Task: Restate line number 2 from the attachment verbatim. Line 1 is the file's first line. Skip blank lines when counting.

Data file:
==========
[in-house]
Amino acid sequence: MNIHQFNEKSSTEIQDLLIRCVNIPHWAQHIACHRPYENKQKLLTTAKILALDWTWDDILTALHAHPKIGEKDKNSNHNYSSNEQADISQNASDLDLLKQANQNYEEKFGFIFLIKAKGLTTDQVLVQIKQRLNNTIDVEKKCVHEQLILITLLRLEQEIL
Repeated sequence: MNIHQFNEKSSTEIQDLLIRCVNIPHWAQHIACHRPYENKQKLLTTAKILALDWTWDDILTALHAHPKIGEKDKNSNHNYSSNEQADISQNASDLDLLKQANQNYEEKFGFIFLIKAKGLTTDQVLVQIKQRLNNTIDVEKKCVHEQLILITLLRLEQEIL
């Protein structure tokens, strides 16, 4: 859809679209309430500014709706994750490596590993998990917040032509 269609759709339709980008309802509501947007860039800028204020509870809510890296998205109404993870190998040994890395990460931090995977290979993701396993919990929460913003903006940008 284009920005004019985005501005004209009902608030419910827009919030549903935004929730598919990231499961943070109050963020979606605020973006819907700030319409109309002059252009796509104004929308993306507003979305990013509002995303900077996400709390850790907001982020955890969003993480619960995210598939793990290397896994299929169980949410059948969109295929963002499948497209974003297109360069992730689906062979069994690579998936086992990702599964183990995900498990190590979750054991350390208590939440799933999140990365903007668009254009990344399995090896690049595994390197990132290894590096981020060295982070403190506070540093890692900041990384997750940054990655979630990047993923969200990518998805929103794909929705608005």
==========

Amino acid sequence: MNIHQFNEKSSTEIQDLLIRCVNIPHWAQHIACHRPYENKQKLLTTAKILALDWTWDDILTALHAHPKIGEKDKNSNHNYSSNEQADISQNASDLDLLKQANQNYEEKFGFIFLIKAKGLTTDQVLVQIKQRLNNTIDVEKKCVHEQLILITLLRLEQEIL